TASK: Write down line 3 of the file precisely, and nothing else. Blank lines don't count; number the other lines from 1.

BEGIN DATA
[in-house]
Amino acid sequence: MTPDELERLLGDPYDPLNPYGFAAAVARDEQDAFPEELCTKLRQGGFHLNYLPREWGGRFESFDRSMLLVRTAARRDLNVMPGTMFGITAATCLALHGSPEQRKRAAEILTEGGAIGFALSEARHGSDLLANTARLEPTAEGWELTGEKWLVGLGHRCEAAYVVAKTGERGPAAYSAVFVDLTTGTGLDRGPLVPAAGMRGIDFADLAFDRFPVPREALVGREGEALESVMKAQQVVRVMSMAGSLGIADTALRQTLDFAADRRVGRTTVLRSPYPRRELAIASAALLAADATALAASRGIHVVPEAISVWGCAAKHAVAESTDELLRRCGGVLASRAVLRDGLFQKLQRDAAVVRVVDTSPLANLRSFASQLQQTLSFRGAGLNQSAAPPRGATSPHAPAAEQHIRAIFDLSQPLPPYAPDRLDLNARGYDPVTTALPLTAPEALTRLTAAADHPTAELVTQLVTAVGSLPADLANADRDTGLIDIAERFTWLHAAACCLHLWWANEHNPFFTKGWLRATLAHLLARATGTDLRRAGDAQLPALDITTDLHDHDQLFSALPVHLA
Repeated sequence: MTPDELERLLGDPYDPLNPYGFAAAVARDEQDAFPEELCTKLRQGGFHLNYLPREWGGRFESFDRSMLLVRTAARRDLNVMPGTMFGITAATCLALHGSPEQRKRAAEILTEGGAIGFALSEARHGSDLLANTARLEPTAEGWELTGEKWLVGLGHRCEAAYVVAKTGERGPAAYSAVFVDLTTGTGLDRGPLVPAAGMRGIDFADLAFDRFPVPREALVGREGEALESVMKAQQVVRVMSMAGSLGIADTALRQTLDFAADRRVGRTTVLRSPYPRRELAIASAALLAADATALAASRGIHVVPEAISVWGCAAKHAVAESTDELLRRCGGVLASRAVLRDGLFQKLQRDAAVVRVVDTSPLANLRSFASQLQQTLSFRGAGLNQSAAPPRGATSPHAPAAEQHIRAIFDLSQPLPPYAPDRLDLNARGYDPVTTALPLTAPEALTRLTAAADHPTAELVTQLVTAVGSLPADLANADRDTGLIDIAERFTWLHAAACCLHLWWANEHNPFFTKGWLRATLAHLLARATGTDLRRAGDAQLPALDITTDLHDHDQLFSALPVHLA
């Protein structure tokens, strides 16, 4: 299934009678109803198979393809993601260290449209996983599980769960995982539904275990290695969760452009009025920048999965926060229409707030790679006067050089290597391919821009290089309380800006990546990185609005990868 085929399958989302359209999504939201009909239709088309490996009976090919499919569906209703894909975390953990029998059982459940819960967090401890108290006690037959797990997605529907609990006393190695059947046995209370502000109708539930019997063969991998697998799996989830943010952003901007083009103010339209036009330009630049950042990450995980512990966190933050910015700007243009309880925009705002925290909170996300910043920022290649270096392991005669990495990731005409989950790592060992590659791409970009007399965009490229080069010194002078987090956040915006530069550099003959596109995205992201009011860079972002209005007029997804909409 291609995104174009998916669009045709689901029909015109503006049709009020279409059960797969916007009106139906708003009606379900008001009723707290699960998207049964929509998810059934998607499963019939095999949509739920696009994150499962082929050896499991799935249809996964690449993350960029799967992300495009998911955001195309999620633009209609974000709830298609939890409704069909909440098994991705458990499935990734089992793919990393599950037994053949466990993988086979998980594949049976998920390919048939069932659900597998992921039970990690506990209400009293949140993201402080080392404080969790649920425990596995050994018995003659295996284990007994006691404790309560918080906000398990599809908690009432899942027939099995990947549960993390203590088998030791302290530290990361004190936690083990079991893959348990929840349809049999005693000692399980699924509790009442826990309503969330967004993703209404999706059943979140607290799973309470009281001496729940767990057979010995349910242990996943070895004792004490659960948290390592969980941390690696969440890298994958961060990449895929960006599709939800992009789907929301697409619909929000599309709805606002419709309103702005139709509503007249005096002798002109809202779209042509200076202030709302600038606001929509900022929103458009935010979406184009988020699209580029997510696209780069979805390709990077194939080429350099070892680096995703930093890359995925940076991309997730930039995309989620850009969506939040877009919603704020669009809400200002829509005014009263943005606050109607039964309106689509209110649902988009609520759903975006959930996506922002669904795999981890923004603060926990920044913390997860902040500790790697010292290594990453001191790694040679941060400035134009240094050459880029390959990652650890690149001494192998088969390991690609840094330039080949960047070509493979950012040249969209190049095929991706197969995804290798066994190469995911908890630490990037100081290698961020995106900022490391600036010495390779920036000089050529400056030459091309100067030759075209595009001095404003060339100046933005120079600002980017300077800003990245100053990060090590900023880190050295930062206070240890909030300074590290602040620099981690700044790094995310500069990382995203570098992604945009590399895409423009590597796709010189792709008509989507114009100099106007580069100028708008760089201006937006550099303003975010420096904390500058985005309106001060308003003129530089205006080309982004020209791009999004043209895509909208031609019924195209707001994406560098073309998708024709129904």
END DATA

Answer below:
Repeated sequence: MTPDELERLLGDPYDPLNPYGFAAAVARDEQDAFPEELCTKLRQGGFHLNYLPREWGGRFESFDRSMLLVRTAARRDLNVMPGTMFGITAATCLALHGSPEQRKRAAEILTEGGAIGFALSEARHGSDLLANTARLEPTAEGWELTGEKWLVGLGHRCEAAYVVAKTGERGPAAYSAVFVDLTTGTGLDRGPLVPAAGMRGIDFADLAFDRFPVPREALVGREGEALESVMKAQQVVRVMSMAGSLGIADTALRQTLDFAADRRVGRTTVLRSPYPRRELAIASAALLAADATALAASRGIHVVPEAISVWGCAAKHAVAESTDELLRRCGGVLASRAVLRDGLFQKLQRDAAVVRVVDTSPLANLRSFASQLQQTLSFRGAGLNQSAAPPRGATSPHAPAAEQHIRAIFDLSQPLPPYAPDRLDLNARGYDPVTTALPLTAPEALTRLTAAADHPTAELVTQLVTAVGSLPADLANADRDTGLIDIAERFTWLHAAACCLHLWWANEHNPFFTKGWLRATLAHLLARATGTDLRRAGDAQLPALDITTDLHDHDQLFSALPVHLA